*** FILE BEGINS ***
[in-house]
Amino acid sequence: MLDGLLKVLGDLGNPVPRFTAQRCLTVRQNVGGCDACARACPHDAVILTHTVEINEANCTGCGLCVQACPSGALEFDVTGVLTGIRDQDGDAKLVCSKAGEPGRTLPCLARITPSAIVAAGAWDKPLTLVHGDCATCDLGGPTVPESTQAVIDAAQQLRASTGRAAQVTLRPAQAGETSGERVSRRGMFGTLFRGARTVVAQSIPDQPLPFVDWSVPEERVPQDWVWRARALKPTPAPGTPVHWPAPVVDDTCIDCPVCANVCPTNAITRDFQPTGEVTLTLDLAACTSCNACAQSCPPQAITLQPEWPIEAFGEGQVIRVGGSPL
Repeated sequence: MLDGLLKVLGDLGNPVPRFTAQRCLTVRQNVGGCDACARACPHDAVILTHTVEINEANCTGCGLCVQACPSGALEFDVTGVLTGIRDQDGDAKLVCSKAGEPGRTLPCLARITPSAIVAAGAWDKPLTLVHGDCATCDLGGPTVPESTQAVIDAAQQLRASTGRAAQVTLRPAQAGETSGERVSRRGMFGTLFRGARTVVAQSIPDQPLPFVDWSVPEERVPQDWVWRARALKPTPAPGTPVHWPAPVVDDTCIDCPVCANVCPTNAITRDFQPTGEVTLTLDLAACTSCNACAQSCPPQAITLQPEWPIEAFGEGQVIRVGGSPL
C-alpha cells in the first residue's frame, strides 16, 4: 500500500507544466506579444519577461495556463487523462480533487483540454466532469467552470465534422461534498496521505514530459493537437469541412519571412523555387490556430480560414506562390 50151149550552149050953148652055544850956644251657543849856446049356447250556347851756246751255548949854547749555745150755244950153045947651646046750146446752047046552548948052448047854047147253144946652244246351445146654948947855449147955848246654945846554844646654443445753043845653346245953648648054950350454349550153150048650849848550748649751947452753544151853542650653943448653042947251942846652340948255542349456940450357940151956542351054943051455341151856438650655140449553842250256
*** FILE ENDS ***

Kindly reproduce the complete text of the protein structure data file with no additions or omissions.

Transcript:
[in-house]
Amino acid sequence: MLDGLLKVLGDLGNPVPRFTAQRCLTVRQNVGGCDACARACPHDAVILTHTVEINEANCTGCGLCVQACPSGALEFDVTGVLTGIRDQDGDAKLVCSKAGEPGRTLPCLARITPSAIVAAGAWDKPLTLVHGDCATCDLGGPTVPESTQAVIDAAQQLRASTGRAAQVTLRPAQAGETSGERVSRRGMFGTLFRGARTVVAQSIPDQPLPFVDWSVPEERVPQDWVWRARALKPTPAPGTPVHWPAPVVDDTCIDCPVCANVCPTNAITRDFQPTGEVTLTLDLAACTSCNACAQSCPPQAITLQPEWPIEAFGEGQVIRVGGSPL
Repeated sequence: MLDGLLKVLGDLGNPVPRFTAQRCLTVRQNVGGCDACARACPHDAVILTHTVEINEANCTGCGLCVQACPSGALEFDVTGVLTGIRDQDGDAKLVCSKAGEPGRTLPCLARITPSAIVAAGAWDKPLTLVHGDCATCDLGGPTVPESTQAVIDAAQQLRASTGRAAQVTLRPAQAGETSGERVSRRGMFGTLFRGARTVVAQSIPDQPLPFVDWSVPEERVPQDWVWRARALKPTPAPGTPVHWPAPVVDDTCIDCPVCANVCPTNAITRDFQPTGEVTLTLDLAACTSCNACAQSCPPQAITLQPEWPIEAFGEGQVIRVGGSPL
C-alpha cells in the first residue's frame, strides 16, 4: 500500500507544466506579444519577461495556463487523462480533487483540454466532469467552470465534422461534498496521505514530459493537437469541412519571412523555387490556430480560414506562390 50151149550552149050953148652055544850956644251657543849856446049356447250556347851756246751255548949854547749555745150755244950153045947651646046750146446752047046552548948052448047854047147253144946652244246351445146654948947855449147955848246654945846554844646654443445753043845653346245953648648054950350454349550153150048650849848550748649751947452753544151853542650653943448653042947251942846652340948255542349456940450357940151956542351054943051455341151856438650655140449553842250256